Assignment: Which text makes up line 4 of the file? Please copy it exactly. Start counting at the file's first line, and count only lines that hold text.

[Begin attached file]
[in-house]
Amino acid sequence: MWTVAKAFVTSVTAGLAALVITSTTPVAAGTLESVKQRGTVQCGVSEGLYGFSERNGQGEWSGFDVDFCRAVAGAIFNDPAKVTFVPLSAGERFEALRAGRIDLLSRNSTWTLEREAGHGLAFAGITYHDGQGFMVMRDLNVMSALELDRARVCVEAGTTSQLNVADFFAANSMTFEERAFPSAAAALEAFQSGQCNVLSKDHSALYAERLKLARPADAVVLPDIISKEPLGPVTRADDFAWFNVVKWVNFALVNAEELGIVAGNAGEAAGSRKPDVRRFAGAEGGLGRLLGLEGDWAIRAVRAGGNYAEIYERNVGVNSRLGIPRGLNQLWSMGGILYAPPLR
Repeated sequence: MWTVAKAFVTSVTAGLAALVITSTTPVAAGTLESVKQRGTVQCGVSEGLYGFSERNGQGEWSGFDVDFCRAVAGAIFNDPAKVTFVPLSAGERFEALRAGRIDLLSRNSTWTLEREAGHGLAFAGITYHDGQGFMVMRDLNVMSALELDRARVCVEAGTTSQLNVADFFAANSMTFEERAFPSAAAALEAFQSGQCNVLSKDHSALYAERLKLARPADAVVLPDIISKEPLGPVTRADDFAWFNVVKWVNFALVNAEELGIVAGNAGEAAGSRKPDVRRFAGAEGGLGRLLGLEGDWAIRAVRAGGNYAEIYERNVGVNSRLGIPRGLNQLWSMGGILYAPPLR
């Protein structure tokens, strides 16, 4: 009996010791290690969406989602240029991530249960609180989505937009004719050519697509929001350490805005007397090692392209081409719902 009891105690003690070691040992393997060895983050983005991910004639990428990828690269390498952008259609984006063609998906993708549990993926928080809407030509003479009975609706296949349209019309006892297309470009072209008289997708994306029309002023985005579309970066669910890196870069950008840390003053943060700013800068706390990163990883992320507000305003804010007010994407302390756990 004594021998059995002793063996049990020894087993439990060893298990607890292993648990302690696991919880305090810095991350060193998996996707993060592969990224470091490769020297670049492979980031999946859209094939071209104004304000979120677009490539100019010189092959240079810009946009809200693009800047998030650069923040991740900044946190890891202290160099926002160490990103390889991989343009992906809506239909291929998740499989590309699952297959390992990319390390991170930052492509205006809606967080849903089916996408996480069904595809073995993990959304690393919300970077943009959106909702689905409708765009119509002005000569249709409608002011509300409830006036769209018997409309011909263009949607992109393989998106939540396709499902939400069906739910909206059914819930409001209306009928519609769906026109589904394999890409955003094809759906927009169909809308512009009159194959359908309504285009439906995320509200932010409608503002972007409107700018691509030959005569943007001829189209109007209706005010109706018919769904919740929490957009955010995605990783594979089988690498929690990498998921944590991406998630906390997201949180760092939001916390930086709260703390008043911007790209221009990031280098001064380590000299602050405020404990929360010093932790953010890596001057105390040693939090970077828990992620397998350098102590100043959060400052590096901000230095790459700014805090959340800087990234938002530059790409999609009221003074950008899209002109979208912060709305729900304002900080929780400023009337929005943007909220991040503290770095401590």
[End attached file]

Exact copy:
């Protein structure tokens, strides 16, 4: 009996010791290690969406989602240029991530249960609180989505937009004719050519697509929001350490805005007397090692392209081409719902 009891105690003690070691040992393997060895983050983005991910004639990428990828690269390498952008259609984006063609998906993708549990993926928080809407030509003479009975609706296949349209019309006892297309470009072209008289997708994306029309002023985005579309970066669910890196870069950008840390003053943060700013800068706390990163990883992320507000305003804010007010994407302390756990 004594021998059995002793063996049990020894087993439990060893298990607890292993648990302690696991919880305090810095991350060193998996996707993060592969990224470091490769020297670049492979980031999946859209094939071209104004304000979120677009490539100019010189092959240079810009946009809200693009800047998030650069923040991740900044946190890891202290160099926002160490990103390889991989343009992906809506239909291929998740499989590309699952297959390992990319390390991170930052492509205006809606967080849903089916996408996480069904595809073995993990959304690393919300970077943009959106909702689905409708765009119509002005000569249709409608002011509300409830006036769209018997409309011909263009949607992109393989998106939540396709499902939400069906739910909206059914819930409001209306009928519609769906026109589904394999890409955003094809759906927009169909809308512009009159194959359908309504285009439906995320509200932010409608503002972007409107700018691509030959005569943007001829189209109007209706005010109706018919769904919740929490957009955010995605990783594979089988690498929690990498998921944590991406998630906390997201949180760092939001916390930086709260703390008043911007790209221009990031280098001064380590000299602050405020404990929360010093932790953010890596001057105390040693939090970077828990992620397998350098102590100043959060400052590096901000230095790459700014805090959340800087990234938002530059790409999609009221003074950008899209002109979208912060709305729900304002900080929780400023009337929005943007909220991040503290770095401590």